By Danny Fenster
At John’s Carpet House, the arrow on the sign for the toilet points nowhere. The port-a-potty was stolen last summer, and 'Big Pete' Barrow is still trying to raise money to replace it.
“Miss Champaign out there with the bucket y’all,” Barrow bellowed into the microphone this past Sunday. His voice boomed over BB King’s “Sweet Sixteen” on the loud speaker system.
“We got to pay the band, we got to pay for the generator. We got to pay to get the grass cut and we got to pay to get a new toilet. Now I want everybody to drop some duckets in the bucket.” He paused and held the microphone a few inches from his mouth, letting BB King fade back in.
John's Carpet House sprawls across eight vacant lots on Detroit's east side, just south of GM’s Detroit/Hamtramck Assembly plant, at Frederick and St. Aubin. Barrow, who bought the land, is the organizer of the impressive gathering.
The sons and grandsons of singers like Sam Cooke and Jackie Wilson are regulars. Smokey Robinson came by once. Harmonica Shah, who has played harmonica the world over, is a staple. He left early on Sunday to prepare for a night set at Cliff Bell’s. Miss Champaign, moving through the crowd with the donation bucket, is Champaign Page, the blues singer and regular at Bert’s in Eastern Market.
Every weather-permitting Sunday Detroiters arrive to listen to live blues music, to dance and to drink. Impromptu grills spring up across the street, with magic marker-scrawled menus. Come hungry and you can get sausages, burgers, ribs, roasted peanuts for a reasonable price.
This past Sunday was the kind of day we’ve waited all year for—blue skies, temperatures in the 70s, the occasional and welcomed breeze. Still, because of the port-a-potty situation and because the grass had gone uncut, the band had been called off for the day. Barrow had told me earlier he wouldn't be out there.
So I was surprised to see him when I arrived. "I got a call that people was out here. They made me come out and play some blues," he told me. He was DJing a blues set from a large CD book and a battered laptop plugged into the loudspeakers.
The lack of a live band did not stop a man named Squirrel from moving through the crowd, blowing into a saxophone, or a woman with long curling locks of jet-black hair from noodling on a portable keyboard that hung from her neck. A handful of harp-blowers wandered around with harmonicas in their pockets.
I wondered how it is that the best blues spot in Detroit is without a proper toilet.
John's Carpet House began across the street, at the home of a drummer named John Estes.
Estes used to host weekly jam sessions in a small wooden shed built in his front yard. He covered the walls and the ceiling with carpet for insulation and better acoustics.
“He was a junkman by trade,” Barrow told me, “but he really loved the blues.”
“John’s was basically what you’d call a juke joint,” said Robert Smith, a harmonica player and cousin of Barrow’s. “I was just a greenhorn then. Anybody who wanted to play could come and play.”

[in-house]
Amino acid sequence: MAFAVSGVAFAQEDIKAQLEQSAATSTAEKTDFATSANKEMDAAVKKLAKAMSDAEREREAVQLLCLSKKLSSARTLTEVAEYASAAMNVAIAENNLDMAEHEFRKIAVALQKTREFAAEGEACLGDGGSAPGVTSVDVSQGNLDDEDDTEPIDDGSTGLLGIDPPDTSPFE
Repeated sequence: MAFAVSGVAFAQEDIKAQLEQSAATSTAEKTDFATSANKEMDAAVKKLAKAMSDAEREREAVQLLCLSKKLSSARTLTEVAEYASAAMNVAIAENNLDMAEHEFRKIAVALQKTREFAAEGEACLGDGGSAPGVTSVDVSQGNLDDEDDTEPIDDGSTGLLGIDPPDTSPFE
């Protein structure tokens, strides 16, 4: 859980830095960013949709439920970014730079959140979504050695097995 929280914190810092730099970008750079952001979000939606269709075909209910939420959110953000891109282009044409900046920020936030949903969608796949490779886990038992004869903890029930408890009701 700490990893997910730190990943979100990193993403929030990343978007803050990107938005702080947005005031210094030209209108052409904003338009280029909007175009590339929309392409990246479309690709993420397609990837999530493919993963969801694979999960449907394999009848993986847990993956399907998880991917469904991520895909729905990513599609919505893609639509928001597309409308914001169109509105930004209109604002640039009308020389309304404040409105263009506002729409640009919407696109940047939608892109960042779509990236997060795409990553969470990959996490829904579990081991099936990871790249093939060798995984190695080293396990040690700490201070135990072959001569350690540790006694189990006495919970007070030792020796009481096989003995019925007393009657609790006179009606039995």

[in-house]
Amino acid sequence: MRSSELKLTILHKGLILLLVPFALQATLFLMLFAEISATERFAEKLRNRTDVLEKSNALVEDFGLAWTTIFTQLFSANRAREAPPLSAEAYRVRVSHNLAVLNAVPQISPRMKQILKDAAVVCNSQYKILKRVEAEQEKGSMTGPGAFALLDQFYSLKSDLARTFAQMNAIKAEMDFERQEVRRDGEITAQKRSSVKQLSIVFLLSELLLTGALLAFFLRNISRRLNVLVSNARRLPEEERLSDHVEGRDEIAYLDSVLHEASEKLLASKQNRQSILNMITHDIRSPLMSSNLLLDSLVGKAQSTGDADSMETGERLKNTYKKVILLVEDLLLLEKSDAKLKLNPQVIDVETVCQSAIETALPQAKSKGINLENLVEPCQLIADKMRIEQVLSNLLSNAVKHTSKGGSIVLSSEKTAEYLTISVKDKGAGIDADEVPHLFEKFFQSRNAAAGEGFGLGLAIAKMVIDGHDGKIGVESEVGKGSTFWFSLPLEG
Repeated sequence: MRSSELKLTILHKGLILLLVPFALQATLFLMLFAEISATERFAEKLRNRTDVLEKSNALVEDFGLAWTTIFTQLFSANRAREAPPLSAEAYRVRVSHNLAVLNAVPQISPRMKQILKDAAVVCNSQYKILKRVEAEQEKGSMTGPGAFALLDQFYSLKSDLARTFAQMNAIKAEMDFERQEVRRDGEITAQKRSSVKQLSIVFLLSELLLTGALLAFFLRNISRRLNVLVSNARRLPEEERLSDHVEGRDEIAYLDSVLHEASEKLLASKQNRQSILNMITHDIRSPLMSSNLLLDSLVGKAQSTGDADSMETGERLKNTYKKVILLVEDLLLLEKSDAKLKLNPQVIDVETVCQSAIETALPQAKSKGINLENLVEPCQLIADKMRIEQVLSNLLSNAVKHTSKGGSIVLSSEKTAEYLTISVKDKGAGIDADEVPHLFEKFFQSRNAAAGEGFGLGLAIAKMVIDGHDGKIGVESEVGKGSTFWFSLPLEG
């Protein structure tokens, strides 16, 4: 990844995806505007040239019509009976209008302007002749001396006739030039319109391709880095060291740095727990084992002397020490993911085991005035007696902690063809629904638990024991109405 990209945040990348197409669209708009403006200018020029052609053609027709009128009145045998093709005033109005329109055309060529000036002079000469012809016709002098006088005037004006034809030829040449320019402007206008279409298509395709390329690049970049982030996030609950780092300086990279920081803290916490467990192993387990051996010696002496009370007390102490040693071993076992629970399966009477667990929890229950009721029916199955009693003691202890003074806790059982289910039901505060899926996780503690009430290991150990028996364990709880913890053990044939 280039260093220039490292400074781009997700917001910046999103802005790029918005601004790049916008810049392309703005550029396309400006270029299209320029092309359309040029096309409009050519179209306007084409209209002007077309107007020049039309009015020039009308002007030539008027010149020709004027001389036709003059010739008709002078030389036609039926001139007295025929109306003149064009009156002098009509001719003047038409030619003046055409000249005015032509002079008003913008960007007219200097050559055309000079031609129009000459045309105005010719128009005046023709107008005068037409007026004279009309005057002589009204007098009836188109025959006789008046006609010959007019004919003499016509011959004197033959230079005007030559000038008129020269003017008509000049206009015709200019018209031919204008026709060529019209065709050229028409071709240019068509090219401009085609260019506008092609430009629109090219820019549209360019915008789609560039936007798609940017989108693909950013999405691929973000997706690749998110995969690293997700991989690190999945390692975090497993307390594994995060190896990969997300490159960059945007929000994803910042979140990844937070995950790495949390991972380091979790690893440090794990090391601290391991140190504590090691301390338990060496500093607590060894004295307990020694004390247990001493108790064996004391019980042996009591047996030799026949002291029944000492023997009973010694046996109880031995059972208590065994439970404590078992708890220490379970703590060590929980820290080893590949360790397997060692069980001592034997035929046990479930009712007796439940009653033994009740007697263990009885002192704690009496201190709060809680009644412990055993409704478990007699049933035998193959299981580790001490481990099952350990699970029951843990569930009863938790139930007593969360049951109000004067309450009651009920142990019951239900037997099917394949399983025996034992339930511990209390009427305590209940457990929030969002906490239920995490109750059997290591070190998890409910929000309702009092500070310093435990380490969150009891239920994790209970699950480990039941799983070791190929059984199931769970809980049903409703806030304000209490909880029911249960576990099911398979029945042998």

“There’d be maybe ten or twelve people around back then."
But, Smith said, gesturing out at the field from behind the stage, “I came out here last summer and there were hundreds, might have been damn near a thousand people out here.”
As we spoke a lithe man in his forties or fifties, wearing a fedora and track pants, bolted across the stage, shaking hands. He shook Smith’s and headed towards a grill across the street.
“He was a Motown player,” Smith said to me. “All the Motown guys used to come play out here.”
Estes passed away in 2005 and, some time after, the house fell into disrepair. Like other left-behind homes in the neighborhood, criminals and drug dealers took to the structure and eventually the house burned down.
Barrow reinstated the jam here on the empty field, at the northeast corner of Frederick and St. Aubin.
Some still call it John’s Carpet House.
Last summer, I saw a man dancing in a button-down silk shirt here that read “John’s Carpet House and Big Pete’s Place.” I’ve heard others call it Pete’s, and others still simply The Jam.
“Hey Pete, The Jam going on this Sunday?” I heard someone ask Barrow at an east side Coney Island last week.
Barrow owns the microphones and the gas generators and paid for the last port-a-potty. After a series of small battles with city officials, he bought the land and whatever permits they made him pay for. What isn’t paid out of pocket by Barrow himself comes entirely from donations.
In a city of broke-down streets, nearby Chene Street stands out as being particularly broke down. Just a couple blocks to the east, Barrow says he can usually find a couple guys wandering down Chene each week that are eager to clear post-party trash for a few bucks. A landscaping company cuts the grass. That leaves gas for the generator and the band still to pay.
And the port-a-potty.
On Sunday, as the last notes of B.B. King's “Sweet Sixteen” rung out, Barrow brought the microphone back to his lips. “Please,” he boomed again into the microphone. “Drop some duckets,” he repeated, annunciating every syllable: “In. The. Buck-et.”
Donate to the new port-a-potty fund at the John's Carpet website here.